As our cruise ship pulled into port at Ensenada, Mexico, we decided to bypass the popular La Bufadora & Shopping Excursion and board an air conditioned tour bus bound for the Calafia Valley, to see the vineyards of Old Mexico. As luck would have it, our dinner mates Tim and Eva decided to join us. It never hurts to have a judge in tow when you’re out and about in Mexico, even if his jurisdiction is Tucson, Arizona.
Calafia is about 20 minutes from the coast; the ride was scenic and charming on a typical sunny, dry Baja day. Our first stop was L.A. Cetto, founded by Don Angelo Cetto, who emigrated from Italy in the 1920’s. The winery is named after his son, Luis Agustin. I can say with certainly that it’s the only vineyard I’ve seen planted around a bull fighting ring. I guess I shouldn’t be surprised after visiting Howard Hughes’ flying behemoth The Spruce Goose, which is also surrounded by a vineyard. But if you’ve been paying attention, you already knew that (hint: Jeff’s Wining Again, Sept 2011).
Our guide Tomas showed us around the grounds and the production facility. Judging from the size of the barrel room, I’d guess L.A. Cetto is producing about 10,000 cases per year.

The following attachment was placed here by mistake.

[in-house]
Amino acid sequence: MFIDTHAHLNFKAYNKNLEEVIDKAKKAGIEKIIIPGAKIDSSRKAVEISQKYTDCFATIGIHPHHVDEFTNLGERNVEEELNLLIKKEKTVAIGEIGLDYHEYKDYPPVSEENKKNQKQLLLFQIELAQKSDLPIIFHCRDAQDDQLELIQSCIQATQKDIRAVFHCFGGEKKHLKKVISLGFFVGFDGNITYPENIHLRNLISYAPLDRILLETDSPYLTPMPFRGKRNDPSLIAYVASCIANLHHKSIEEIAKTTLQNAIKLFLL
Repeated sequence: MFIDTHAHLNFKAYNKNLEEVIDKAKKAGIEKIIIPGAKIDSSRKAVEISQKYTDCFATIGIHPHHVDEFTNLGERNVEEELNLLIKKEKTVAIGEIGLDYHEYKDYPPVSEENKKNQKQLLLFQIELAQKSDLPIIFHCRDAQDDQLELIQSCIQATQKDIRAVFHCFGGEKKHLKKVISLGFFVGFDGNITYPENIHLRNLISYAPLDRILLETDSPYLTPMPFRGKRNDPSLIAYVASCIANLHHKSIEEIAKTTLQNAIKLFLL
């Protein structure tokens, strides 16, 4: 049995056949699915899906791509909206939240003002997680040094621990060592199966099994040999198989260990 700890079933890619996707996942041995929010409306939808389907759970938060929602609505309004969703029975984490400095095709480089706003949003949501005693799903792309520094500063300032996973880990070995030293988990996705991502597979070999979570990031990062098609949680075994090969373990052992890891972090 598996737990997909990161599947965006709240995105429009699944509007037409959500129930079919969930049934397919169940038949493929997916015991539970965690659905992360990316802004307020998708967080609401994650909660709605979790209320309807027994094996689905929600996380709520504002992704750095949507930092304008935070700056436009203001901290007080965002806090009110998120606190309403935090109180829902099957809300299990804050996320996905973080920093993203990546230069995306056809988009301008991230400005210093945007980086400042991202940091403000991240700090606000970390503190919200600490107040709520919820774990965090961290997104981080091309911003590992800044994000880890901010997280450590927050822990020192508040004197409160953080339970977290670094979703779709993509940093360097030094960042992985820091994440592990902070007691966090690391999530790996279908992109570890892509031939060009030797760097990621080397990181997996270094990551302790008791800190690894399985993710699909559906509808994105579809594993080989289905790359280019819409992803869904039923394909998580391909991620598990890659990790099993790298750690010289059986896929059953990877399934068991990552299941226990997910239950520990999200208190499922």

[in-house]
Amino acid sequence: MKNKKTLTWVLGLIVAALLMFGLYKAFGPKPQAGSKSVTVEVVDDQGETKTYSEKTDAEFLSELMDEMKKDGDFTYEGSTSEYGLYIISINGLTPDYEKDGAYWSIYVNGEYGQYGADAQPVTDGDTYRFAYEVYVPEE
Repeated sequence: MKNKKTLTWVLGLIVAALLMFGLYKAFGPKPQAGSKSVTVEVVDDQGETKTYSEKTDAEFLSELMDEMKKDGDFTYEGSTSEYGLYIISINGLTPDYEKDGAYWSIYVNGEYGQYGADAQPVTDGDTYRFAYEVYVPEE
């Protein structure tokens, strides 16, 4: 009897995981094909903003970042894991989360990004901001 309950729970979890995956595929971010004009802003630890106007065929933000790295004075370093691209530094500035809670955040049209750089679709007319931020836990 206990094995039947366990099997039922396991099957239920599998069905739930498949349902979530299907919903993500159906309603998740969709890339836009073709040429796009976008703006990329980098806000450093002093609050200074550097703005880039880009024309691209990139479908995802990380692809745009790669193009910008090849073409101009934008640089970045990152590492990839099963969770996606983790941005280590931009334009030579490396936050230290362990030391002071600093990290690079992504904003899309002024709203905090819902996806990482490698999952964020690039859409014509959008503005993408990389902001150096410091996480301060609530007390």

Back in the tasting room, we tried several whites, including Chenin Blanc (not a fan), Blanc de Blancs, and a decent Chardonnay. We also sampled the Italian reds Nebbiolo and Sangiovese, accompanied by excellent local, fresh bread. I am known to seek out good Sangiovese whenever possible, but this particular day I would be unsuccessful.
Our second stop was Casa Pedro Domecq, founded in Spain by an Irishman named Patrick Murphy. While not fluent in Spanish, I’m fairly certain that Pedro Domecq is not a literal translation of Patrick Murphy.
Domecq is an eclectic blend of new and old worlds, and a worthy wine destination. Beneath the modern tasting room with stunning vineyard and mountain views lie a series of tunnels used to age the wine. If they offer you a tour, take it. In addition to housing thousands of barrels and bottles, the caves also serve as an informal “museum” of antique wine making equipment that Pedro Domecq no longer uses but has preserved for posterity.
While lacking a bull fighting ring, the wines were vast improvement over L.A. Cetto. The Cabernet Sauvignon was good enough for us to bring a few bottles back to the boat.
The lesson of Calafia Valley is that grapes are grown and wine is made in many countries and most American states. You don’t have to go to Burgundy or Napa to find someone who makes a good bottle of wine. Adventure awaits wherever you go.